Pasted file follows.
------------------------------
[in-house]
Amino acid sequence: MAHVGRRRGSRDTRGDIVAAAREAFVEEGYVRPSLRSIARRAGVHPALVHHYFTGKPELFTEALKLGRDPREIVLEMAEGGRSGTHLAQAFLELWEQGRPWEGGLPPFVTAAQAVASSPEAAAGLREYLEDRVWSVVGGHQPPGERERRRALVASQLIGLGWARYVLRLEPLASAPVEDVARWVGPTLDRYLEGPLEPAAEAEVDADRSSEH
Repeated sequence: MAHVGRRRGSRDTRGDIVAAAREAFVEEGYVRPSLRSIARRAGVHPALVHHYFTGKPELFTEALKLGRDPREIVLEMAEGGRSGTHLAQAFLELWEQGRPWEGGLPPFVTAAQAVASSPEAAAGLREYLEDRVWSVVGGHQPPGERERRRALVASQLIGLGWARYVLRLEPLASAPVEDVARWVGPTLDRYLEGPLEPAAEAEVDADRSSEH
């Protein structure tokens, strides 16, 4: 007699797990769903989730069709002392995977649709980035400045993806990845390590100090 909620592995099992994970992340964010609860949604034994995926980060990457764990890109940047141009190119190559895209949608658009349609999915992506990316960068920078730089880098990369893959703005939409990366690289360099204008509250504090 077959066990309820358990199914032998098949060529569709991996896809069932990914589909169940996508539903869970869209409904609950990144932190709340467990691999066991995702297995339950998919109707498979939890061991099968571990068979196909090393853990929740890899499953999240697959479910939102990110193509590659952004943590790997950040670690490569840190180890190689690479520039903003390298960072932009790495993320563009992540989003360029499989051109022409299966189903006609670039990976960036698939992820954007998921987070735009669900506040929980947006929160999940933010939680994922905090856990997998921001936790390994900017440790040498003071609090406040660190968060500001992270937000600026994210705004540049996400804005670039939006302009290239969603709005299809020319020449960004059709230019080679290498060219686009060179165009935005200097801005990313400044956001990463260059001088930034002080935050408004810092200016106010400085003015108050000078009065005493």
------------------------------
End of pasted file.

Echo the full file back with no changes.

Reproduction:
[in-house]
Amino acid sequence: MAHVGRRRGSRDTRGDIVAAAREAFVEEGYVRPSLRSIARRAGVHPALVHHYFTGKPELFTEALKLGRDPREIVLEMAEGGRSGTHLAQAFLELWEQGRPWEGGLPPFVTAAQAVASSPEAAAGLREYLEDRVWSVVGGHQPPGERERRRALVASQLIGLGWARYVLRLEPLASAPVEDVARWVGPTLDRYLEGPLEPAAEAEVDADRSSEH
Repeated sequence: MAHVGRRRGSRDTRGDIVAAAREAFVEEGYVRPSLRSIARRAGVHPALVHHYFTGKPELFTEALKLGRDPREIVLEMAEGGRSGTHLAQAFLELWEQGRPWEGGLPPFVTAAQAVASSPEAAAGLREYLEDRVWSVVGGHQPPGERERRRALVASQLIGLGWARYVLRLEPLASAPVEDVARWVGPTLDRYLEGPLEPAAEAEVDADRSSEH
């Protein structure tokens, strides 16, 4: 007699797990769903989730069709002392995977649709980035400045993806990845390590100090 909620592995099992994970992340964010609860949604034994995926980060990457764990890109940047141009190119190559895209949608658009349609999915992506990316960068920078730089880098990369893959703005939409990366690289360099204008509250504090 077959066990309820358990199914032998098949060529569709991996896809069932990914589909169940996508539903869970869209409904609950990144932190709340467990691999066991995702297995339950998919109707498979939890061991099968571990068979196909090393853990929740890899499953999240697959479910939102990110193509590659952004943590790997950040670690490569840190180890190689690479520039903003390298960072932009790495993320563009992540989003360029499989051109022409299966189903006609670039990976960036698939992820954007998921987070735009669900506040929980947006929160999940933010939680994922905090856990997998921001936790390994900017440790040498003071609090406040660190968060500001992270937000600026994210705004540049996400804005670039939006302009290239969603709005299809020319020449960004059709230019080679290498060219686009060179165009935005200097801005990313400044956001990463260059001088930034002080935050408004810092200016106010400085003015108050000078009065005493």